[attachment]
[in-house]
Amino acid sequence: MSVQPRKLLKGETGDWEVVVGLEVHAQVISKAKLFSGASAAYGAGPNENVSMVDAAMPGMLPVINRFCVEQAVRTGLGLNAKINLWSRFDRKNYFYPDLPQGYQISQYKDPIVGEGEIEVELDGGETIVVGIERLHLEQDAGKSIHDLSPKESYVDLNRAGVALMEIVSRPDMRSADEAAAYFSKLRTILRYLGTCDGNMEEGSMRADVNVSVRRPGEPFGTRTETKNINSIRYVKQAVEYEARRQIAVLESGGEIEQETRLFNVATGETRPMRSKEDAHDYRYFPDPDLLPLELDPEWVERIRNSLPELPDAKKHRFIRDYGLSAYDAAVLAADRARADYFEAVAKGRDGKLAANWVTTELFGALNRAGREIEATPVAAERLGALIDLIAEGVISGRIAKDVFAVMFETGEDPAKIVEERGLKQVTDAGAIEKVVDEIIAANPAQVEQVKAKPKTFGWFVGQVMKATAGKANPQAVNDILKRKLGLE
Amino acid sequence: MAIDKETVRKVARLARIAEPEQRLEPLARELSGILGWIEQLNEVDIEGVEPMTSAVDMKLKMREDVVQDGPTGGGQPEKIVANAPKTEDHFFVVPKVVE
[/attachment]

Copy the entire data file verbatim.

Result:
[in-house]
Amino acid sequence: MSVQPRKLLKGETGDWEVVVGLEVHAQVISKAKLFSGASAAYGAGPNENVSMVDAAMPGMLPVINRFCVEQAVRTGLGLNAKINLWSRFDRKNYFYPDLPQGYQISQYKDPIVGEGEIEVELDGGETIVVGIERLHLEQDAGKSIHDLSPKESYVDLNRAGVALMEIVSRPDMRSADEAAAYFSKLRTILRYLGTCDGNMEEGSMRADVNVSVRRPGEPFGTRTETKNINSIRYVKQAVEYEARRQIAVLESGGEIEQETRLFNVATGETRPMRSKEDAHDYRYFPDPDLLPLELDPEWVERIRNSLPELPDAKKHRFIRDYGLSAYDAAVLAADRARADYFEAVAKGRDGKLAANWVTTELFGALNRAGREIEATPVAAERLGALIDLIAEGVISGRIAKDVFAVMFETGEDPAKIVEERGLKQVTDAGAIEKVVDEIIAANPAQVEQVKAKPKTFGWFVGQVMKATAGKANPQAVNDILKRKLGLE
Amino acid sequence: MAIDKETVRKVARLARIAEPEQRLEPLARELSGILGWIEQLNEVDIEGVEPMTSAVDMKLKMREDVVQDGPTGGGQPEKIVANAPKTEDHFFVVPKVVE